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Friday, June 14, 2024
New framework needed for a more productive evolution, creation debate


New framework needed for a more productive evolution, creation debate

The evolution-versus-creation-in-school debate has been raging for years. Some say religion should not be taught in schools. Some say students should not be exposed to material that conflicts with the religious beliefs their parents are attempting to instill in them. Still others say that both should be taught so that students are exposed to both sides of the argument and can make a decision for themselves. The debate could be boiled down to creation and the Big Bang Theory, since evolution only addresses what has happened after the appearance of life on earth. But the real debate should be more general: religion versus science.

One interesting facet of this argument is the wide variance of views among those who support creation being taught in schools. On one end of the spectrum are fundamentalist groups like the Young Earth creationists, who believe every word in the Bible was meant to be taken literally. This group is vehemently opposed to any scientific discipline making claims that could be in opposition to their beliefs in any way. This policy has made enemies of virtually every scientific discipline for them. On the other end are those who follow intelligent design. Proponents of this idea value science much more and often attempt to use it to prove creationism.

But critics say that more often than not, these attempts make too much of an effort to stretch their theories to fit the scientific observations, or vice versa, and they do not meet the standards of the scientific process. As UW Professor Elliott Sober wrote, ""It is easy enough to construct a version of intelligent design that accommodates a set of observations already known, but it also is easy to construct a version of intelligent design that conflicts with what we have already observed. Neither undertaking results in substantive science, nor is there any point in constructing a version of intelligent design that is so minimalistic that it fails to say much of anything about what we observe.""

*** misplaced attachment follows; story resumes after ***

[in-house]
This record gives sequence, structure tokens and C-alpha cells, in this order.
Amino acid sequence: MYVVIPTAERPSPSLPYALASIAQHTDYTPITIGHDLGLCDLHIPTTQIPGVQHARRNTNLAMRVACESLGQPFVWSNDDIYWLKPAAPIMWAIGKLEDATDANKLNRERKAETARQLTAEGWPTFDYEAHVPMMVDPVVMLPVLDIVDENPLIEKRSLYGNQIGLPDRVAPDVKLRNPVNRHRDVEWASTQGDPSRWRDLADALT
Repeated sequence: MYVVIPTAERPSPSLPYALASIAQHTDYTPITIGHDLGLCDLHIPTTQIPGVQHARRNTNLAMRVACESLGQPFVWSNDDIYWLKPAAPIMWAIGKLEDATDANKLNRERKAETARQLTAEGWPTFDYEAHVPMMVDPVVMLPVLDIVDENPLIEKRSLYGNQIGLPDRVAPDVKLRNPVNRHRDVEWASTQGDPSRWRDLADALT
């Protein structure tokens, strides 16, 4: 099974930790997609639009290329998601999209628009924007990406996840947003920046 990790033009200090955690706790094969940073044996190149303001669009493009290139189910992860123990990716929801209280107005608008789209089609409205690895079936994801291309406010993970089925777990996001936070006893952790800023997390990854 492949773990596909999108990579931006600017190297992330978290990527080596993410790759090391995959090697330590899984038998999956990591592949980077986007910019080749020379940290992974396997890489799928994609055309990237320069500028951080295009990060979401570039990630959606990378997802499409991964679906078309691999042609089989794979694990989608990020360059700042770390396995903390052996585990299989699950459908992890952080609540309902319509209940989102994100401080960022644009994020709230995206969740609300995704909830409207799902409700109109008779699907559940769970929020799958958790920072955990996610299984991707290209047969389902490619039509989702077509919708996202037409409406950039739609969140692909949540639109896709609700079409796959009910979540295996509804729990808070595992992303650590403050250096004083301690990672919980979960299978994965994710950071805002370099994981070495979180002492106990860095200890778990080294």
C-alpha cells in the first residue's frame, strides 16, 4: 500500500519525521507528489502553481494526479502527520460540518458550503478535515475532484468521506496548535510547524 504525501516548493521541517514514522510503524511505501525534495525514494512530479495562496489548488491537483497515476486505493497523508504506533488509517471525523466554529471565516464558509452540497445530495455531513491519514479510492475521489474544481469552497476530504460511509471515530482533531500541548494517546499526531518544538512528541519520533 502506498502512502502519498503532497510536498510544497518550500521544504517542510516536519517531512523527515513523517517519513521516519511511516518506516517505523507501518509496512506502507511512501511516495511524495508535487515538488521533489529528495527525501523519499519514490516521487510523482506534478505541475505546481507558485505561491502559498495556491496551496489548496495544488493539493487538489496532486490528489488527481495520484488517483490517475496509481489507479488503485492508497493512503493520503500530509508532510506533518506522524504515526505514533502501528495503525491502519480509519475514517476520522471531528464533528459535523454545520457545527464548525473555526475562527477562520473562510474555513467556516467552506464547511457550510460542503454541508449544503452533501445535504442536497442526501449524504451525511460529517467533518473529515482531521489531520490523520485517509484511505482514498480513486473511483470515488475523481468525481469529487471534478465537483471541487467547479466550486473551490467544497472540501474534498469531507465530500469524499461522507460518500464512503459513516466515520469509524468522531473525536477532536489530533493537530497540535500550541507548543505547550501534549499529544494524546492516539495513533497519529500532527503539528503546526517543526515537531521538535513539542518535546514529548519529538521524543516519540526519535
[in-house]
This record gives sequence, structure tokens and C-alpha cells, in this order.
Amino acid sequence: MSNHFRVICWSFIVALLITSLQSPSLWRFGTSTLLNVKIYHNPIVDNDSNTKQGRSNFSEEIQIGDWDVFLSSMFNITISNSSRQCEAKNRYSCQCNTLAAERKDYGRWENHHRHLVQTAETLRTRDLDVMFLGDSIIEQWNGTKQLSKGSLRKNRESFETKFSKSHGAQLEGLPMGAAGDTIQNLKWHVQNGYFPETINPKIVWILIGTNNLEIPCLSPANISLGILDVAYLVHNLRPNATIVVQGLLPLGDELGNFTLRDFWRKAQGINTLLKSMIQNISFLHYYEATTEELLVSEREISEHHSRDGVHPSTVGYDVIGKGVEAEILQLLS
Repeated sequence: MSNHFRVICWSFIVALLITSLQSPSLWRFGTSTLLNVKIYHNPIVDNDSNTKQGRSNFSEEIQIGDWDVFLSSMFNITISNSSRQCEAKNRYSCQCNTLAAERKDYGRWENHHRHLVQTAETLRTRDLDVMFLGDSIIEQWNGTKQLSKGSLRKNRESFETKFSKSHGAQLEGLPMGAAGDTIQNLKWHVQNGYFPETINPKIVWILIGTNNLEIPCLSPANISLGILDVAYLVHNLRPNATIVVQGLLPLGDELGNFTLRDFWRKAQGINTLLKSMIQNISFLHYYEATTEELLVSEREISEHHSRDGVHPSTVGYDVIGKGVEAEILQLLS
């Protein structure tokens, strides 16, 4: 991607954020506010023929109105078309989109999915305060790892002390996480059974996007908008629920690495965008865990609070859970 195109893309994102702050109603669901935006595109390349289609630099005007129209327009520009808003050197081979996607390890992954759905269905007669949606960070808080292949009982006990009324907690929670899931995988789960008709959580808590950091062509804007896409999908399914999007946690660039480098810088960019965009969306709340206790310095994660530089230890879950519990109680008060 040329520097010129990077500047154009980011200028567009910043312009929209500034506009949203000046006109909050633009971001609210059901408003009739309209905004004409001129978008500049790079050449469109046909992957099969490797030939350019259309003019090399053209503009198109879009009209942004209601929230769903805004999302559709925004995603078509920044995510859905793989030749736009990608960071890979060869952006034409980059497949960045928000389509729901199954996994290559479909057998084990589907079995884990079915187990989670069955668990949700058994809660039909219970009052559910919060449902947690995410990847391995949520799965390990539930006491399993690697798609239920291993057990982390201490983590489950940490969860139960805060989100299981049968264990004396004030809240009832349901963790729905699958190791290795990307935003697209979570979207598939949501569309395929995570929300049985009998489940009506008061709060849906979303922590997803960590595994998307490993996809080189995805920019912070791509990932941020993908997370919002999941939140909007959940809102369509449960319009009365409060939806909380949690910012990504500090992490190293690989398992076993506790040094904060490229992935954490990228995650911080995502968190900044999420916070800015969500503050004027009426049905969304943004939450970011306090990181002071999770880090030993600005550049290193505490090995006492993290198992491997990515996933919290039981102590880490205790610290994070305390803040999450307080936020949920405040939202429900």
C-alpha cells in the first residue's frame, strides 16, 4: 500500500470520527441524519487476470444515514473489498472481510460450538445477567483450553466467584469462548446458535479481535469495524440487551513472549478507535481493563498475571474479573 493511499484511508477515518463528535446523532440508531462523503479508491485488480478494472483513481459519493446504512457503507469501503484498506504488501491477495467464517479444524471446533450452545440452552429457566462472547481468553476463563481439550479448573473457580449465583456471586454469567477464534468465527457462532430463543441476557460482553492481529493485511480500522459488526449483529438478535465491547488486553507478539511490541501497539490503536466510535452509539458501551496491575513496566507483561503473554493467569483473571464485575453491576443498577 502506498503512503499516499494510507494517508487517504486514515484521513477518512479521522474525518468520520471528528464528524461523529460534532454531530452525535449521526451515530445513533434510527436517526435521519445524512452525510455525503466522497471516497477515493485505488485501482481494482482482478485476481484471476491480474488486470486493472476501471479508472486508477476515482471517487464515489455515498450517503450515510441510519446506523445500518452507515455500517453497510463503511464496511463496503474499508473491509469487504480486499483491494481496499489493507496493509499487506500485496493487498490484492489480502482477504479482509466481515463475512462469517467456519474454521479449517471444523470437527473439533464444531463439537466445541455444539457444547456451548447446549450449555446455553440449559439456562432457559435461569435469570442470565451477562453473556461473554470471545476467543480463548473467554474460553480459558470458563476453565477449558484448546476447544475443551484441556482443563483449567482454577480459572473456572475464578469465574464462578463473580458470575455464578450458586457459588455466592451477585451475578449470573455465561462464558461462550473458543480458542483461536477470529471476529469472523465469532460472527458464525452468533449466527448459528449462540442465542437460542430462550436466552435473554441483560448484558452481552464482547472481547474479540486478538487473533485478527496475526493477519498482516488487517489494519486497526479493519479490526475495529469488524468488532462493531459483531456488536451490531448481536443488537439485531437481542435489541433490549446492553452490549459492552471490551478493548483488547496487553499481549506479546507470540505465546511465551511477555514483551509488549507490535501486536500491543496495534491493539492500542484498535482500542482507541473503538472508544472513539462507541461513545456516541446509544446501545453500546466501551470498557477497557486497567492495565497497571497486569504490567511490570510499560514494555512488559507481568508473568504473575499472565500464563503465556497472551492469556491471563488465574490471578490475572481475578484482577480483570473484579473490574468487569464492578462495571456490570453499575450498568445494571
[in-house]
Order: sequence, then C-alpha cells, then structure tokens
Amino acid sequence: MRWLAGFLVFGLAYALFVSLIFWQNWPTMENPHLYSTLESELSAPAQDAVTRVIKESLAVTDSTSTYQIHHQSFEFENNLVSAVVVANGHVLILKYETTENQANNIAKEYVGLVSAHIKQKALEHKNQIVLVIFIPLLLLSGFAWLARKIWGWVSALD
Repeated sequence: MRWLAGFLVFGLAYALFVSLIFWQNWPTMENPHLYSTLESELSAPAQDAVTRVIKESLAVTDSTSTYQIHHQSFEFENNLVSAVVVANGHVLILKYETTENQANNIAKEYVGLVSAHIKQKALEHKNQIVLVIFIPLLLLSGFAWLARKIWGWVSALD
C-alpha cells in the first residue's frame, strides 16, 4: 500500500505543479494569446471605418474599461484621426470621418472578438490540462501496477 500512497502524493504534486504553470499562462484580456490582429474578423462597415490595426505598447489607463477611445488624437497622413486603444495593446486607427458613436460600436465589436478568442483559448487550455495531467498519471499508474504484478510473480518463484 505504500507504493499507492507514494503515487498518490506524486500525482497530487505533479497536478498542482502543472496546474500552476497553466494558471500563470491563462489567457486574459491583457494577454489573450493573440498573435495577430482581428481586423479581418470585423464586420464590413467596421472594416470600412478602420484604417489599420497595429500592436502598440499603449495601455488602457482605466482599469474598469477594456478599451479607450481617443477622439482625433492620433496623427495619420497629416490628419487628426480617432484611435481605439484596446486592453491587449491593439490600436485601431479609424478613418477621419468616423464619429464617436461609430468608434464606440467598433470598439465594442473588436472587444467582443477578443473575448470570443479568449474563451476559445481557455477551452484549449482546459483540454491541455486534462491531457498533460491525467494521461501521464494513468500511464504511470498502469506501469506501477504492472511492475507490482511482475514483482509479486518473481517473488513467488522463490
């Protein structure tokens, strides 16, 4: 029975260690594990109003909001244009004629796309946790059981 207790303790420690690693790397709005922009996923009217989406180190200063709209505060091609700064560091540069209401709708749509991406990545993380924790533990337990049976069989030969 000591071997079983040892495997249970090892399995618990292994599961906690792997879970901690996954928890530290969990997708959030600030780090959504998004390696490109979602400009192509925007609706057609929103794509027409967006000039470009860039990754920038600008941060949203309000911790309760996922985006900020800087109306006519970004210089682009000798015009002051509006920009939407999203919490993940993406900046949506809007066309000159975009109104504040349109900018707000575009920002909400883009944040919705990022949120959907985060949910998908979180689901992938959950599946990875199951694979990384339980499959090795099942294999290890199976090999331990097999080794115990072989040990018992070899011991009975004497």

It is also impossible to disprove intelligent design because in almost any context, its followers can simply fall back on the assertion that ""God did it."" So creation cannot be tested empirically. It is not a theory. It is an unverifiable belief. Since science is all about putting ideas to the test, the concept of creation has no place in the scientific world.

So in the end, this debate is somewhat ridiculous. Scientific theories like evolution and the Big Bang belong in science classrooms. Components of systems of religious beliefs like creation do not. All students should be exposed to at least a basic overview of the principles of science. If some parents want to indoctrinate their children with a predisposition toward any scientific theory, they have the right to do it. They also have the option of sending their children to private schools that may teach a curriculum more to their liking.

This is not to say that there is no place for creation in schools. It can, and should, be taught in the context of a religious studies class. In fact, all religions should be taught in that context. Fostering a better understanding of the different world views that exist should be a goal of any school. But subjects need to be taught in the appropriate framework.

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Religion and science do not need to be opponents of one another any more than math and English do. They are simply different elements of the well-rounded learning experience that should be offered in schools. People from the religious camp need to accept that religion should not be on the same playing field with any scientific theory. It would be like a baseball team trying to beat a football team at football. People from the other side need to accept that both science and religion have a place in schools. Both sides need to acknowledge that this debate is just one more unnecessary source of animosity in a world that is already overflowing with it and learn to accept the views of others, even if they don't agree with them.

Ben Turpin is a junior majoring in psychology. We welcome all feedback. Please send responses to


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